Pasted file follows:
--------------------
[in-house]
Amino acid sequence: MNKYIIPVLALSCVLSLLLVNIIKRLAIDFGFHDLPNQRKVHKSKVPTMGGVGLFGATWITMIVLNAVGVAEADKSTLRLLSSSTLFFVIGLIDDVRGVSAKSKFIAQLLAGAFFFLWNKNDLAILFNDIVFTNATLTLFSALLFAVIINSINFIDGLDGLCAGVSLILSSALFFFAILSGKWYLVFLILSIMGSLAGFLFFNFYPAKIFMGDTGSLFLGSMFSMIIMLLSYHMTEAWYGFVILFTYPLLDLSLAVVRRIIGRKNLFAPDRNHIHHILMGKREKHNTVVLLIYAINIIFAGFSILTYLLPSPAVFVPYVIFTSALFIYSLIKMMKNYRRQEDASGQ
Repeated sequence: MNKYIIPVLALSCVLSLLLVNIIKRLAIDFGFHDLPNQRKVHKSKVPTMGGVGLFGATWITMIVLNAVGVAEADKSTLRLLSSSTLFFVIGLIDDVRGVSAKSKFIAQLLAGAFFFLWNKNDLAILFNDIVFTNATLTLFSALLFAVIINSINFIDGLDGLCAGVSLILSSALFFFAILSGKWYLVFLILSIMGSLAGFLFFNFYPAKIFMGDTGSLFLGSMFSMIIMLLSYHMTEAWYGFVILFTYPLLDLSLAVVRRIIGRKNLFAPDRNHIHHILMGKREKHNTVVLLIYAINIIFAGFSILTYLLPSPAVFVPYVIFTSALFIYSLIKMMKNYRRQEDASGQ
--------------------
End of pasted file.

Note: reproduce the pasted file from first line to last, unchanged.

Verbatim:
[in-house]
Amino acid sequence: MNKYIIPVLALSCVLSLLLVNIIKRLAIDFGFHDLPNQRKVHKSKVPTMGGVGLFGATWITMIVLNAVGVAEADKSTLRLLSSSTLFFVIGLIDDVRGVSAKSKFIAQLLAGAFFFLWNKNDLAILFNDIVFTNATLTLFSALLFAVIINSINFIDGLDGLCAGVSLILSSALFFFAILSGKWYLVFLILSIMGSLAGFLFFNFYPAKIFMGDTGSLFLGSMFSMIIMLLSYHMTEAWYGFVILFTYPLLDLSLAVVRRIIGRKNLFAPDRNHIHHILMGKREKHNTVVLLIYAINIIFAGFSILTYLLPSPAVFVPYVIFTSALFIYSLIKMMKNYRRQEDASGQ
Repeated sequence: MNKYIIPVLALSCVLSLLLVNIIKRLAIDFGFHDLPNQRKVHKSKVPTMGGVGLFGATWITMIVLNAVGVAEADKSTLRLLSSSTLFFVIGLIDDVRGVSAKSKFIAQLLAGAFFFLWNKNDLAILFNDIVFTNATLTLFSALLFAVIINSINFIDGLDGLCAGVSLILSSALFFFAILSGKWYLVFLILSIMGSLAGFLFFNFYPAKIFMGDTGSLFLGSMFSMIIMLLSYHMTEAWYGFVILFTYPLLDLSLAVVRRIIGRKNLFAPDRNHIHHILMGKREKHNTVVLLIYAINIIFAGFSILTYLLPSPAVFVPYVIFTSALFIYSLIKMMKNYRRQEDASGQ